Article

Deep subwavelength plasmonic whispering-gallery-mode cavity

Optics Express (Impact Factor: 3.49). 10/2012; 20(22):24918-24. DOI: 10.1364/OE.20.024918
Source: PubMed

ABSTRACT

We propose a plasmonic whispering-gallery-mode cavity comprising of a dielectric disk with sub-hundred nanometer thickness sandwiched by two silver disks. By reducing radius and thickness carefully based on the investigated resonant wavelength dependencies, the surface-plasmon-polariton cavity mode with a resonant wavelength of 1550 nm can be confined in a disk with a radius of 88 nm and a thickness of 10 nm, where the physical size of the cavity is 0.000064 λ0 30: free space wavelength). The cavity mode has a deep subwavelength mode volume of 0.010 (λ/2n)3 and a high quality factor of 1900 at 40K, consequently, a large Purcell factor of 1.1 x 105.

  • Source
    • "By amplifying the SPP wave instead of pure light, the world's first sub-100 nm laser was demonstrated [14]. Later, a subwavelength WGM plasmonic laser was also achieved by Kwon et al [15] via a similar mechanism. However, to date, there are very few reports focusing on the impact of plasmonic metal nanoparticles on the behavior of lasers, except Ertugrul et al's pioneering work on using resonant Au nanostructures to manipulate a laser diode's output beam shape and far field patterns [18]. "
    [Show abstract] [Hide abstract]
    ABSTRACT: Plasmonic noble metal nanodisks with regular (triangular or hexagonal) shapes have been epitaxially formed on ZnO nanorods' (0002) surfaces. The composite material's crystal structures, epitaxial relationships between metal nanodisks, and ZnO host crystals were fully investigated. The effects from metal nanodisks on lasing characteristics of two types of ZnO nanoscale cavities (Fabry-Perot and Whispering Gallery Mode cavity) were studied. The results suggest that metal nanodisks can effectively enhance the lasing performance by lowering the lasing threshold in the ZnO Whispering Gallery Mode nanoplate laser, whereas the Fabry-Perot ZnO nanorods lasers were much less affected by the metal decoration. The plasmonic enhancement mechanism for the ZnO nanoplate cavities was further studied using numerical simulations as well as spatially resolved photoluminescence measurement.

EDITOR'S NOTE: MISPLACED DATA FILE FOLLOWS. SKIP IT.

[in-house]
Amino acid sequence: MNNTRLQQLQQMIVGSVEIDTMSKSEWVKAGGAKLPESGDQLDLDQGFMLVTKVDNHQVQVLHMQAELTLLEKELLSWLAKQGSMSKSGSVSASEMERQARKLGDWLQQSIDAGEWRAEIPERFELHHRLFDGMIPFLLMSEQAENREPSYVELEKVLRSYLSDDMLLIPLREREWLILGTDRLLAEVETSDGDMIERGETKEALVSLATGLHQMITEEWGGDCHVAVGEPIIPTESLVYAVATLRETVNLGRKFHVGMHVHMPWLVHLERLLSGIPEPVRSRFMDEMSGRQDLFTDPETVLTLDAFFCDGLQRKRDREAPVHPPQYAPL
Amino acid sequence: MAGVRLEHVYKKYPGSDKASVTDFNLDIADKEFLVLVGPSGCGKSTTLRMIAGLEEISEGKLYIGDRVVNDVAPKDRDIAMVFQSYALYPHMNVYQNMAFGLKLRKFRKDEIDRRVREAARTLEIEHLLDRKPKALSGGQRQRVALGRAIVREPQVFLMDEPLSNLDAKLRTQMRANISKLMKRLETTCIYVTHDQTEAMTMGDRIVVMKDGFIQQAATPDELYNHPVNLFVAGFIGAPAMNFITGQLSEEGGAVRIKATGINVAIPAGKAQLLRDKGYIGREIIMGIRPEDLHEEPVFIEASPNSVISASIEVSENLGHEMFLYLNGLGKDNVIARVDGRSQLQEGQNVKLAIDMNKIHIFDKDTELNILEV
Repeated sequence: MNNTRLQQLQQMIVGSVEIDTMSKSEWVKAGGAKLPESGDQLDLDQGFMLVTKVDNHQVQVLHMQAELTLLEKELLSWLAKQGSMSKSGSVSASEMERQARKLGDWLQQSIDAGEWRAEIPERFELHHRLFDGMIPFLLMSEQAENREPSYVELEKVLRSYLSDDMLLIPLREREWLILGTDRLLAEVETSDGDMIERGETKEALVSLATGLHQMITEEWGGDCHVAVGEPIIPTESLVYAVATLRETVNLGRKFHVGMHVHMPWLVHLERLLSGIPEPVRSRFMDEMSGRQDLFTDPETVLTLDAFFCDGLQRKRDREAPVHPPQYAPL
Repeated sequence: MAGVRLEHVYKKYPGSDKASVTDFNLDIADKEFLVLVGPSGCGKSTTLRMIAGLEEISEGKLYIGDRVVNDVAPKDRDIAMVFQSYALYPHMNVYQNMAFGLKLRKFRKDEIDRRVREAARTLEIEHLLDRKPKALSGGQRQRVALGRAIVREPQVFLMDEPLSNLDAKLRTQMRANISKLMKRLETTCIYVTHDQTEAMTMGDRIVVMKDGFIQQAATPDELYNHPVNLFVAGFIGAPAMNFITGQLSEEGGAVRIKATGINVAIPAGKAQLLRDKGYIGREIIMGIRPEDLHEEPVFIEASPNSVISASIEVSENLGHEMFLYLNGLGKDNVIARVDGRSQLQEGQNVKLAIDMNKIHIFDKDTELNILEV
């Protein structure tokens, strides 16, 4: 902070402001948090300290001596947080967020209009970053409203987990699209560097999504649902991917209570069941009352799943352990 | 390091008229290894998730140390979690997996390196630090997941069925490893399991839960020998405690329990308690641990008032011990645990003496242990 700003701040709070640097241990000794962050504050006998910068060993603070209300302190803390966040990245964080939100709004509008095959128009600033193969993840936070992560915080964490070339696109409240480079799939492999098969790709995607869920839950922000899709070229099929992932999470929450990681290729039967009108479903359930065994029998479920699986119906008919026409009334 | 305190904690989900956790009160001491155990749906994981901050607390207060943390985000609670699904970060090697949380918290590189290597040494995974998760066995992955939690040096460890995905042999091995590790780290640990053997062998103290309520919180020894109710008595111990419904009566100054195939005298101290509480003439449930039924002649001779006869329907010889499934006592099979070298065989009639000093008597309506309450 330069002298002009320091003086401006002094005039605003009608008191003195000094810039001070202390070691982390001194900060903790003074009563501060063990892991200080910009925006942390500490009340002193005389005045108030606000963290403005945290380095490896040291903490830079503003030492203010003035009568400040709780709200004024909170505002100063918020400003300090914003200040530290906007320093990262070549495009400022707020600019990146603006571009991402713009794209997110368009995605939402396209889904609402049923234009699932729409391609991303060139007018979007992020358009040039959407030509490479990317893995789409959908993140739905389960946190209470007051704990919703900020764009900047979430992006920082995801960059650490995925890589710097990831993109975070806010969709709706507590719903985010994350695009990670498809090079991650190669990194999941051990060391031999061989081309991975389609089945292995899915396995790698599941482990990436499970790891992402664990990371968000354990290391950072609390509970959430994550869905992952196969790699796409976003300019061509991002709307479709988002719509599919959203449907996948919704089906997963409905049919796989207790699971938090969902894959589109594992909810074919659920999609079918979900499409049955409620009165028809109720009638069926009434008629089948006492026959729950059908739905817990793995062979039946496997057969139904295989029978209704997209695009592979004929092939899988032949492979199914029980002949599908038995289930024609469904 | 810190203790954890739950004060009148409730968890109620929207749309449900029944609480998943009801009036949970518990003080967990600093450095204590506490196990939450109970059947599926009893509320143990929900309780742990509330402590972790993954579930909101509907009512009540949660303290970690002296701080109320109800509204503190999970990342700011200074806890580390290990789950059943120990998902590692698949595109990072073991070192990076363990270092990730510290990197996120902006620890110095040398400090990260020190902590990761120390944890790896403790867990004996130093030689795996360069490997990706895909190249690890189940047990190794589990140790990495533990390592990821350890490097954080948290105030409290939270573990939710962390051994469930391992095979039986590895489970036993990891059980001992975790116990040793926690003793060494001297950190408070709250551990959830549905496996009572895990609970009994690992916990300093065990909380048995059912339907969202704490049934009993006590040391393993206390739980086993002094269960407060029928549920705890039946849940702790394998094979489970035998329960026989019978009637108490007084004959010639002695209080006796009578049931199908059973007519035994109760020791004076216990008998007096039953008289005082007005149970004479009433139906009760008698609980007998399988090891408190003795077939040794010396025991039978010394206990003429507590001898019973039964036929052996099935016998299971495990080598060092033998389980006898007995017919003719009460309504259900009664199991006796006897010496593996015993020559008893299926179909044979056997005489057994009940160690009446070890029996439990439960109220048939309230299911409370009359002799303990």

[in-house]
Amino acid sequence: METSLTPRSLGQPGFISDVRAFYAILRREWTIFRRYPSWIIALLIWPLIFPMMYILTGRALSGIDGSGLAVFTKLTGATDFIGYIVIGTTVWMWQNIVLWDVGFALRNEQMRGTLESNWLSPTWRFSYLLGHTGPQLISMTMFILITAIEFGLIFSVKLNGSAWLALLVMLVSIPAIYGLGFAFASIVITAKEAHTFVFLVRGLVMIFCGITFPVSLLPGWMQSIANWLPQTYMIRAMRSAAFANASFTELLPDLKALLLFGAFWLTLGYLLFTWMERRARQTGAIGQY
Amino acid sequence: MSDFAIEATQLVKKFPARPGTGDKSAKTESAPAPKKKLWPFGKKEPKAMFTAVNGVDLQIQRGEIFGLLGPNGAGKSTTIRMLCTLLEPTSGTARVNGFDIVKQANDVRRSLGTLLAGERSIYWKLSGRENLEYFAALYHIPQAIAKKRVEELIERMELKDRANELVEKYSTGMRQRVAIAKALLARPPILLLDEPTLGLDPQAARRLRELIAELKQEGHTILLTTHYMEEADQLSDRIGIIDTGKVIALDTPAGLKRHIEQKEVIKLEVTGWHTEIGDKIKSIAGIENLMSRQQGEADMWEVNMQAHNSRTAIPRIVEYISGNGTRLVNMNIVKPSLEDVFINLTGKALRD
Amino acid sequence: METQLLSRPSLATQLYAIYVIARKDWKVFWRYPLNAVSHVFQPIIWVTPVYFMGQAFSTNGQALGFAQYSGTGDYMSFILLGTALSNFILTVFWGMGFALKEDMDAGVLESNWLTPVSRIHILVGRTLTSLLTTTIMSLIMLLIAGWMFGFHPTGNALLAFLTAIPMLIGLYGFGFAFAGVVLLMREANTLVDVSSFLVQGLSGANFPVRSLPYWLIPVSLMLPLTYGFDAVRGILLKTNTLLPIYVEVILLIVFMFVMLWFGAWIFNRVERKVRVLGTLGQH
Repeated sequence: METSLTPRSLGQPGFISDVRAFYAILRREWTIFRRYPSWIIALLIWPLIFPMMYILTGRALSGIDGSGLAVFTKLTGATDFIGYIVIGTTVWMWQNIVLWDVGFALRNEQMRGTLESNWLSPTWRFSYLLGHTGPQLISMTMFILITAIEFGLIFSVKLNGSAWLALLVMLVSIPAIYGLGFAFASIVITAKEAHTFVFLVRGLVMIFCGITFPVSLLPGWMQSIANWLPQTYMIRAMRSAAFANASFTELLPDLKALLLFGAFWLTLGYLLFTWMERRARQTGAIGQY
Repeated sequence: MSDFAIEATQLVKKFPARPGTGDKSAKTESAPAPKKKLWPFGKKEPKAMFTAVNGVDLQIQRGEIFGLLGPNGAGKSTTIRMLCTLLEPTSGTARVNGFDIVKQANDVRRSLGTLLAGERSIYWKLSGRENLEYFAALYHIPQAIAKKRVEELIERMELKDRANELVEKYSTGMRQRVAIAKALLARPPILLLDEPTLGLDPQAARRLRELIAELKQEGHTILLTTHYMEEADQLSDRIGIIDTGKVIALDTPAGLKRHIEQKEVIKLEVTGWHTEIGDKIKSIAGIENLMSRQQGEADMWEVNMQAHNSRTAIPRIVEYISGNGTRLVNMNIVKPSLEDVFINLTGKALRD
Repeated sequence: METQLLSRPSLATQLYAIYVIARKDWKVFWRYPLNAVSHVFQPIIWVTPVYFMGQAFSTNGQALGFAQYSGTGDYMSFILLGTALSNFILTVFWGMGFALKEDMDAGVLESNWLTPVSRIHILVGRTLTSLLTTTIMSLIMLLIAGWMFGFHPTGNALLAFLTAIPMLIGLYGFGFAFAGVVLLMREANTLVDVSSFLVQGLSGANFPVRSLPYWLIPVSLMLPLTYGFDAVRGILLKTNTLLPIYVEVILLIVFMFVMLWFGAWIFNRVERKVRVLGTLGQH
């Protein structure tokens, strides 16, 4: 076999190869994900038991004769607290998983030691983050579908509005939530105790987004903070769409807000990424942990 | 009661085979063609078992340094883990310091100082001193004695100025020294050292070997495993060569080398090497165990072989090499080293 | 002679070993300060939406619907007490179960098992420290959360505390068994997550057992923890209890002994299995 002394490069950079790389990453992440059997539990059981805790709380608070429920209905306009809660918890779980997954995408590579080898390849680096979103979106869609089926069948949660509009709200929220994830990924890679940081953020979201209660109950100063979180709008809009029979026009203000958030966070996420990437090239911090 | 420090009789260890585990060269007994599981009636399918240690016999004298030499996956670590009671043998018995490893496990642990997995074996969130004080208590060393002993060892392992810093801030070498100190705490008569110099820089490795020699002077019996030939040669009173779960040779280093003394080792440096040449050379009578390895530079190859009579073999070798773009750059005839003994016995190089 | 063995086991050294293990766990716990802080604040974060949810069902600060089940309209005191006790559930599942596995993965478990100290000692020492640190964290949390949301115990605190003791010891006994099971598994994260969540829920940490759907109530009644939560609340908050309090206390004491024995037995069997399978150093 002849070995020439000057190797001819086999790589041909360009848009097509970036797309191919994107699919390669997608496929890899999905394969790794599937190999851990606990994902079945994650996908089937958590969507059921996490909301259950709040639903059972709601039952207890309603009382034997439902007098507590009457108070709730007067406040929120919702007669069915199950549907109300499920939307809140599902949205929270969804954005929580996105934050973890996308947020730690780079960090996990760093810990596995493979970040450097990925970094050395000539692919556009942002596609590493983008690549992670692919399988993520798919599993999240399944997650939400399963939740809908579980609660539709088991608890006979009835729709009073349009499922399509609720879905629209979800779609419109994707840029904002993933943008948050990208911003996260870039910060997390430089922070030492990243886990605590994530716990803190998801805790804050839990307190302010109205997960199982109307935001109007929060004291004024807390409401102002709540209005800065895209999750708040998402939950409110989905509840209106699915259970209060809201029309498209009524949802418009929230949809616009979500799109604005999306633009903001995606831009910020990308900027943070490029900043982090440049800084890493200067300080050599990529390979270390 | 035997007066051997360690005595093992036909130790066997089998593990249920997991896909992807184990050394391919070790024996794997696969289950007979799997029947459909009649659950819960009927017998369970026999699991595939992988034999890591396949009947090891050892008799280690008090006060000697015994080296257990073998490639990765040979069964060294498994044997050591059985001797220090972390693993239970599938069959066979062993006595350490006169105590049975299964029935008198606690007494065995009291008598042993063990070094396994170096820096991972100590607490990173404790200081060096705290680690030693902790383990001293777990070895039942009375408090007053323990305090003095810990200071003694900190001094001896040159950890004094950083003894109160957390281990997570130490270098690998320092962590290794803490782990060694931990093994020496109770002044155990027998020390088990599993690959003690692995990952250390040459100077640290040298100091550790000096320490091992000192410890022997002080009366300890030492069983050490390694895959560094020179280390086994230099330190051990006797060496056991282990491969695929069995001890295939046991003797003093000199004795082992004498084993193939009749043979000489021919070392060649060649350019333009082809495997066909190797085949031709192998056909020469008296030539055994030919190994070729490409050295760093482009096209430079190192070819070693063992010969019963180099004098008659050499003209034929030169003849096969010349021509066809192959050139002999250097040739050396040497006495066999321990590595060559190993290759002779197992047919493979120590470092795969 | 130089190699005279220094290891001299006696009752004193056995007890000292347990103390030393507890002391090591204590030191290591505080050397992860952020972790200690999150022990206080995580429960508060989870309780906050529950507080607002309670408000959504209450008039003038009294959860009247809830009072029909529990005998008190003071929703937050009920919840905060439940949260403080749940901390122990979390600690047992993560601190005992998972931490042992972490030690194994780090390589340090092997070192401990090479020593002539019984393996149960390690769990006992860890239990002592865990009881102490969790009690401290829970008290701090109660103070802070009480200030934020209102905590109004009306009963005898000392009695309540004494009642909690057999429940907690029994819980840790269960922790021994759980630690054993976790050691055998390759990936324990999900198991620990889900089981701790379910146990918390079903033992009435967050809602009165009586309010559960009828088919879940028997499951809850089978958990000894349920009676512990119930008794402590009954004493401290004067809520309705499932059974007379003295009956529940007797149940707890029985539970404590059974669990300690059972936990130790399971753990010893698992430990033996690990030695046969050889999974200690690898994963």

Full-text · Article · Jul 2014 · Nanotechnology
  • Source
    • "WG microtoroid resonator has also been demonstrated recently to attain plasmonic resonance Q value reaching 1000 when coated with metal [21]. On the subwavelength scale, a plasmonic dielectric WG cavity sandwiched between two silver disk has been proposed to attain Q value of 60 at room temperature and reaching 1900 at 40 K [22]. "
    [Show abstract] [Hide abstract]
    ABSTRACT: In this paper, we demonstrate a hybrid plasmonic bottle microresonator (PBMR) which supports whispering gallery modes (WGMs) along with surface plasmon waves (SPWs) for high performance optical sensor applications. The BMR was fabricated through "soften-and-compress" technique with a thin gold layer deposited on top of the resonator. A polarization-resolved measurement was set-up in order to fully characterize the fabricated PBMR. Initially, the uncoated BMR with waist diameter of 181 μm, stem diameter of 125 μm and length of 400 μm was fabricated and then gold film was deposited on the surface. Due to surface curvature, the gold film covering half of the BMR had a characteristic meniscus shape and maximum thickness of 30 nm. The meniscus provides appropriately tapered edges which facilitate the adiabatic transformation of BMR WGMs to SPWs and vice versa. This results in low transition losses, which combined with partially-metal-coated resonator, can result in high hybrid-PBMR Q's. The transmission spectra of the hybrid PBMR are dramatically different to the original uncoated BMR. Under TE(TM) excitation, the PBMR showed composite resonances with Q of ~2100(850) and almost identical ~ 3 nm FSR. We have accurately fitted the observed transmission resonances with Lorentzian-shaped curves and showed that the TE and TM excitations are actually composite resonances comprise of two and three partially overlapping resonances with Q's in excess of 2900 and 2500, respectively. To the best of our knowledge these are the highest Qs observed in plasmonic microcavities.
    Full-text · Article · Feb 2014 · Proceedings of SPIE - The International Society for Optical Engineering
  • Source
    • "Furthermore, we also show that our designed nanoring laser is the smallest presented to date, where the total footprint of the nanolaser is about 0.038 µm 2 , the physical device volume and the effective mode volume are only about 1.1(λ/2n) 3 and 0.001(λ/2n) 3 , respectively. Smaller passive nanocavity has been proposed before [18] [19]. Nevertheless, the emphasis of our work is the integrated semiconductor plasmonic nanolaser. "
    [Show abstract] [Hide abstract]
    ABSTRACT: We present design and analysis of metallic-semiconductor nanoring laser lasing at around 1450 nm wavelength, utilizing a body-of-revolution finite-difference-time-domain (BOR-FDTD) simulation incorporated with a semiclassical multilevel model for semiconductor gain medium and the Drude-Lorentz model for metal, which is developed for efficient simulation of disk/ring plasmonic laser. As compared to other literature, our nanoring laser works in radial mode with resonance cycle, m = 1, which could facilitate potential in-plane out-coupling, and is wafer bonded onto Si platform for potential electronic-photonic integration. The total footprint, the physical device volume, and the effective mode volume of the nanolaser are only about 0.038 mu m(2), 1.1(lambda/2n)(3), and 0.001(lambda/2n)(3), respectively, where n is the average refractive index of the gain medium. To the best of our knowledge, our nanolaser is the smallest reported to date.
    Full-text · Article · May 2013 · IEEE Photonics Technology Letters
Show more